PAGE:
Yes. I’ve always been artistic and working in the creative field, but I never allowed myself to be an artist.

 

I remember the feeling of bursting with oh my god, I have all this ‘stuff’ coming out! I had so much energy; a fire burning from my core that I didn’t know what to do with. There was this urge to scale buildings and scream from the top of my lungs.

 

So while one chapter was coming to an end, it seems as if a whole new world was opening up for you, a world of inner exploration. Aside from the voice lessons, what were other tools you used to nurture and understand this experience?

 

I started by writing a ton of letters—to everyone. I still find this a valuable therapeutic process; to write letters that I never even send. Most of the time it’s not even about needing the other person to understand, and often they wouldn’t even be receptive to it. I’ve tried sending them too, and that didn’t always go over well… Those were the times when I saw that the letters were more for me than anything.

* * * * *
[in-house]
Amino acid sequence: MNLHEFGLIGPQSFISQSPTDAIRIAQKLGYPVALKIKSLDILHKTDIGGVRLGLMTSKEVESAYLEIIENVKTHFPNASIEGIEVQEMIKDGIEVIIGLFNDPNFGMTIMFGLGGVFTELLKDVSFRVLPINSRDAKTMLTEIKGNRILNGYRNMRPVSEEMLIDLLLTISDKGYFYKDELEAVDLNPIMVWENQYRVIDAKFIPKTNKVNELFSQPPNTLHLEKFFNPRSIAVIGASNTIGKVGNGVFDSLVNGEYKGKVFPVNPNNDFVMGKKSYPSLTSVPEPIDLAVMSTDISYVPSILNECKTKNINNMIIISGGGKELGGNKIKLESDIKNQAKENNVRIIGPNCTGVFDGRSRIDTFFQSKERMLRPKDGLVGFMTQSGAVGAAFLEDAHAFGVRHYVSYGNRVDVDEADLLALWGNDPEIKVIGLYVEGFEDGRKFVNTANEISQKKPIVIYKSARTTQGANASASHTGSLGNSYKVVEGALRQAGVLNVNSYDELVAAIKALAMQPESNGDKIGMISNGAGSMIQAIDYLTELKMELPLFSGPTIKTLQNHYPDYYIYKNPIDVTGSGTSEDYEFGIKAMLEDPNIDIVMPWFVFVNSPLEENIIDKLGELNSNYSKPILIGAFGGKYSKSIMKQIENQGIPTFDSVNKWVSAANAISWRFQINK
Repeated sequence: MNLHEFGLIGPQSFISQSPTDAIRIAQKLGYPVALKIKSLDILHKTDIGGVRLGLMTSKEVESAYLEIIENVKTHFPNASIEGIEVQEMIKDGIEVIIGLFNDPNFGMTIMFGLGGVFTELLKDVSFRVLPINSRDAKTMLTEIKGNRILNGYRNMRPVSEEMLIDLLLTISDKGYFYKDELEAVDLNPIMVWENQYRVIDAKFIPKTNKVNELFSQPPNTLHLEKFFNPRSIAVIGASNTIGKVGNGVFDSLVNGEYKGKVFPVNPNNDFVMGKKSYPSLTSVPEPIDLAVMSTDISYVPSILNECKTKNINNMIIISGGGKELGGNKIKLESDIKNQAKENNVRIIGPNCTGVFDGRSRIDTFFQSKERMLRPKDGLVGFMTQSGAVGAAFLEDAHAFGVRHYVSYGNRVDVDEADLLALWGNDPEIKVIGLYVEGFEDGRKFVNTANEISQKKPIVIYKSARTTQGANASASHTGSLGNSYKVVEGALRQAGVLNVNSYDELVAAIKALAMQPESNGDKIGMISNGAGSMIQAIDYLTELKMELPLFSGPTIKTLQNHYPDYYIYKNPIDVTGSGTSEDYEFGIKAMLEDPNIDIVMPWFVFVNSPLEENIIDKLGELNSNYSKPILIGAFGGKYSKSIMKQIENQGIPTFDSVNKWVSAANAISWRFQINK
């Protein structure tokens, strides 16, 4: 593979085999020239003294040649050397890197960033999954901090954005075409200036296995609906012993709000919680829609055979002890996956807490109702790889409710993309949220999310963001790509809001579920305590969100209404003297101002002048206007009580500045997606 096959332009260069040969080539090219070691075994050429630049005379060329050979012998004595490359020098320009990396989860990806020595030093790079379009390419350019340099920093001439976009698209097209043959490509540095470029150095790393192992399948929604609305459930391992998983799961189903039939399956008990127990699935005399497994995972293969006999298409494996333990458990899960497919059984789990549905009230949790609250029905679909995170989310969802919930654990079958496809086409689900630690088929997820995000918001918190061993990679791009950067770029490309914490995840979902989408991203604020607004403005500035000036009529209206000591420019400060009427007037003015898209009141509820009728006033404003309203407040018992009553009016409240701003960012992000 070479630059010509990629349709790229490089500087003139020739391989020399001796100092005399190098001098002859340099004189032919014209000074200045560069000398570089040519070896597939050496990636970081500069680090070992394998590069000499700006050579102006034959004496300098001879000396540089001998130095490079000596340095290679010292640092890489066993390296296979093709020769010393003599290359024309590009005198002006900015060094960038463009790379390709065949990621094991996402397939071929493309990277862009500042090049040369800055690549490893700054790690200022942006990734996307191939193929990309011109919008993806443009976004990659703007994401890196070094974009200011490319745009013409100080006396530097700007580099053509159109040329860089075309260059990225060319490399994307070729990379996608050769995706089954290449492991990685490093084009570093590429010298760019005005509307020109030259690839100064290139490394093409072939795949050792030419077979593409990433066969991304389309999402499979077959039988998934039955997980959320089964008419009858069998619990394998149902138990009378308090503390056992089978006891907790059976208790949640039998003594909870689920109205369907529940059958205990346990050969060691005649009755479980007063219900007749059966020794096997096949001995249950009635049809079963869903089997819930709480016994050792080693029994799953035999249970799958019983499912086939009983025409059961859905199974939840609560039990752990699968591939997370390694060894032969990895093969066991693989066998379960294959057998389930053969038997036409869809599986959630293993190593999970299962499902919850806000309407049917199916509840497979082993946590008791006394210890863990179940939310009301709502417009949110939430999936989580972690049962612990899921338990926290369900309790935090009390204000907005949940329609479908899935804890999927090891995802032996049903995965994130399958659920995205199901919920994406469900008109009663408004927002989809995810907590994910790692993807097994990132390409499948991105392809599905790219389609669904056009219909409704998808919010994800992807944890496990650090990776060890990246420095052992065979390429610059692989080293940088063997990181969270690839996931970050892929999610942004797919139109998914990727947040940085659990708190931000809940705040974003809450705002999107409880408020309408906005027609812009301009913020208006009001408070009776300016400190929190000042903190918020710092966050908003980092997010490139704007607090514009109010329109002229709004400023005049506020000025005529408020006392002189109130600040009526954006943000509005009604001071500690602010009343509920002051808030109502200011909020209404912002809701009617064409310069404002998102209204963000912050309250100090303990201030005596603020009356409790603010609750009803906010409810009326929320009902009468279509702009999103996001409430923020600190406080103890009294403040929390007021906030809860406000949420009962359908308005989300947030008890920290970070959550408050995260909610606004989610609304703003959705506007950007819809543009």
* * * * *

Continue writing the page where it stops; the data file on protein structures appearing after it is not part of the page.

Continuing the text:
I have folders full of unsent letters, to my father, everyone in my family, friends, exes, lovers…

 

Did you ever write a letter to yourself?

 

Yes, I’ve definitely written a few things to my younger self. Often they float into stories where I, again and again, recount experiences to understand. I did that a lot to grapple with my last relationship and what happened before, during, and after it ended. Each time I go back, it takes me further, deeper. I start seeing patterns and discover actions and reactions as pendulums—or spirals:

 

“Oh, this actually relates to my high school boyfriend… oh, and that goes back to my father…” and so on. “Oh, here I was trying to find the opposite of what I was raised with, but, here we are, repeating the same stuff—just trying to mend that damn father-wound.”

 

This is another huge theme for me; wanting and needing acknowledgment from the masculine figure in my life, but instead, feeling let down, unseen and unheard.

 

Ena Dahl is wearing the Ade Velkon Blouse Dress in Black.

 

It seems like the topics you focus on are pretty varied. Would you say there are any overarching themes?